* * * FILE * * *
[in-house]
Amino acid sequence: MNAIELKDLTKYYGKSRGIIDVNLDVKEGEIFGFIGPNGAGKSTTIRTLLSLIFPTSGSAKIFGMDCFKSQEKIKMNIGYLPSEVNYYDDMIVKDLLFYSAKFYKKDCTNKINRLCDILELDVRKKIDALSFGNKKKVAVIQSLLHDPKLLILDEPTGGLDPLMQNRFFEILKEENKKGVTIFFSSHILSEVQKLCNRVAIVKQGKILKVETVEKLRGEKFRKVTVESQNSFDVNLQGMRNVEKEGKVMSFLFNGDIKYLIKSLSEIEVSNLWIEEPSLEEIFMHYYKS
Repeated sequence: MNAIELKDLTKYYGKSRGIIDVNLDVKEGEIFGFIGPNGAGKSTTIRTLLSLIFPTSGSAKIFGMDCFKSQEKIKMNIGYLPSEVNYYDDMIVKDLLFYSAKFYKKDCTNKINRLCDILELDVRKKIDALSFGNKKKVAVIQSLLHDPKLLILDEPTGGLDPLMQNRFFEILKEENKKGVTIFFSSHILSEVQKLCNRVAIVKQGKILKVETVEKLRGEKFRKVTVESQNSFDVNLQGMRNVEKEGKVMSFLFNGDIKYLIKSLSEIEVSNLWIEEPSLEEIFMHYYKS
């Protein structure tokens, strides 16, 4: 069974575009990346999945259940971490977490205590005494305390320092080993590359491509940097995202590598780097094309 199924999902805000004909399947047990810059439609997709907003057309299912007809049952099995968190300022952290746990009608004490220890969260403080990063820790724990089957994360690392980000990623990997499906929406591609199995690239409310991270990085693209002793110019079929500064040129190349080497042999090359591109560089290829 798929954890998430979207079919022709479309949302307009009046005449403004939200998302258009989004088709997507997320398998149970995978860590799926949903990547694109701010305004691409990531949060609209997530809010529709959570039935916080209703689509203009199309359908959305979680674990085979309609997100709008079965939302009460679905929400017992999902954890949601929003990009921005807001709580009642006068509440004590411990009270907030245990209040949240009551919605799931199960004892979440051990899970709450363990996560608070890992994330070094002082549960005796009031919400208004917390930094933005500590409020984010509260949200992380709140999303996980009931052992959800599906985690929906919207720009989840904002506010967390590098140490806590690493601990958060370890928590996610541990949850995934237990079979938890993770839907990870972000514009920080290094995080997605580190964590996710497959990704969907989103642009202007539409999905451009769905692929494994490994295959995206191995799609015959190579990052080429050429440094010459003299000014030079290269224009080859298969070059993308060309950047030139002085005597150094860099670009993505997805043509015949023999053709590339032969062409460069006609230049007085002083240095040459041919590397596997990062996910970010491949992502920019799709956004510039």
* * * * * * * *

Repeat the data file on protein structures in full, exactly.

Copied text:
[in-house]
Amino acid sequence: MNAIELKDLTKYYGKSRGIIDVNLDVKEGEIFGFIGPNGAGKSTTIRTLLSLIFPTSGSAKIFGMDCFKSQEKIKMNIGYLPSEVNYYDDMIVKDLLFYSAKFYKKDCTNKINRLCDILELDVRKKIDALSFGNKKKVAVIQSLLHDPKLLILDEPTGGLDPLMQNRFFEILKEENKKGVTIFFSSHILSEVQKLCNRVAIVKQGKILKVETVEKLRGEKFRKVTVESQNSFDVNLQGMRNVEKEGKVMSFLFNGDIKYLIKSLSEIEVSNLWIEEPSLEEIFMHYYKS
Repeated sequence: MNAIELKDLTKYYGKSRGIIDVNLDVKEGEIFGFIGPNGAGKSTTIRTLLSLIFPTSGSAKIFGMDCFKSQEKIKMNIGYLPSEVNYYDDMIVKDLLFYSAKFYKKDCTNKINRLCDILELDVRKKIDALSFGNKKKVAVIQSLLHDPKLLILDEPTGGLDPLMQNRFFEILKEENKKGVTIFFSSHILSEVQKLCNRVAIVKQGKILKVETVEKLRGEKFRKVTVESQNSFDVNLQGMRNVEKEGKVMSFLFNGDIKYLIKSLSEIEVSNLWIEEPSLEEIFMHYYKS
């Protein structure tokens, strides 16, 4: 069974575009990346999945259940971490977490205590005494305390320092080993590359491509940097995202590598780097094309 199924999902805000004909399947047990810059439609997709907003057309299912007809049952099995968190300022952290746990009608004490220890969260403080990063820790724990089957994360690392980000990623990997499906929406591609199995690239409310991270990085693209002793110019079929500064040129190349080497042999090359591109560089290829 798929954890998430979207079919022709479309949302307009009046005449403004939200998302258009989004088709997507997320398998149970995978860590799926949903990547694109701010305004691409990531949060609209997530809010529709959570039935916080209703689509203009199309359908959305979680674990085979309609997100709008079965939302009460679905929400017992999902954890949601929003990009921005807001709580009642006068509440004590411990009270907030245990209040949240009551919605799931199960004892979440051990899970709450363990996560608070890992994330070094002082549960005796009031919400208004917390930094933005500590409020984010509260949200992380709140999303996980009931052992959800599906985690929906919207720009989840904002506010967390590098140490806590690493601990958060370890928590996610541990949850995934237990079979938890993770839907990870972000514009920080290094995080997605580190964590996710497959990704969907989103642009202007539409999905451009769905692929494994490994295959995206191995799609015959190579990052080429050429440094010459003299000014030079290269224009080859298969070059993308060309950047030139002085005597150094860099670009993505997805043509015949023999053709590339032969062409460069006609230049007085002083240095040459041919590397596997990062996910970010491949992502920019799709956004510039």